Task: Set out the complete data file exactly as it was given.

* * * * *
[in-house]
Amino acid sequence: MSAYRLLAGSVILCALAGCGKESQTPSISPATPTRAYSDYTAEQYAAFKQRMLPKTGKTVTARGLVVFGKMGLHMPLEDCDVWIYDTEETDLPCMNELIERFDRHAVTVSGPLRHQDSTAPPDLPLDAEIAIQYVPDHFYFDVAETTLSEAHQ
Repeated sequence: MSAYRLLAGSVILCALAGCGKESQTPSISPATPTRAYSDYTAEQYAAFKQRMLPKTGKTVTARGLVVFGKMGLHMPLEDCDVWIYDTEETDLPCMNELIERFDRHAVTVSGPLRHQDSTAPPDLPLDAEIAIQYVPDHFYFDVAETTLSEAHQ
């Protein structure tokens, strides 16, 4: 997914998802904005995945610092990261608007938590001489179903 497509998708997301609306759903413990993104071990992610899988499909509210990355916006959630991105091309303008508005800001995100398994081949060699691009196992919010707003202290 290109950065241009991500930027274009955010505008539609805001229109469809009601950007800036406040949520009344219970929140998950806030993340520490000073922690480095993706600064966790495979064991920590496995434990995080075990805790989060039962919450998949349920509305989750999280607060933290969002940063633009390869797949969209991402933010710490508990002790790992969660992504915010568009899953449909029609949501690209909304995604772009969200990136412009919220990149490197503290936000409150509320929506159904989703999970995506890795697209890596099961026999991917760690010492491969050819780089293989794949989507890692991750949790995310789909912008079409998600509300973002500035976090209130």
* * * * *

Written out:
[in-house]
Amino acid sequence: MSAYRLLAGSVILCALAGCGKESQTPSISPATPTRAYSDYTAEQYAAFKQRMLPKTGKTVTARGLVVFGKMGLHMPLEDCDVWIYDTEETDLPCMNELIERFDRHAVTVSGPLRHQDSTAPPDLPLDAEIAIQYVPDHFYFDVAETTLSEAHQ
Repeated sequence: MSAYRLLAGSVILCALAGCGKESQTPSISPATPTRAYSDYTAEQYAAFKQRMLPKTGKTVTARGLVVFGKMGLHMPLEDCDVWIYDTEETDLPCMNELIERFDRHAVTVSGPLRHQDSTAPPDLPLDAEIAIQYVPDHFYFDVAETTLSEAHQ
């Protein structure tokens, strides 16, 4: 997914998802904005995945610092990261608007938590001489179903 497509998708997301609306759903413990993104071990992610899988499909509210990355916006959630991105091309303008508005800001995100398994081949060699691009196992919010707003202290 290109950065241009991500930027274009955010505008539609805001229109469809009601950007800036406040949520009344219970929140998950806030993340520490000073922690480095993706600064966790495979064991920590496995434990995080075990805790989060039962919450998949349920509305989750999280607060933290969002940063633009390869797949969209991402933010710490508990002790790992969660992504915010568009899953449909029609949501690209909304995604772009969200990136412009919220990149490197503290936000409150509320929506159904989703999970995506890795697209890596099961026999991917760690010492491969050819780089293989794949989507890692991750949790995310789909912008079409998600509300973002500035976090209130």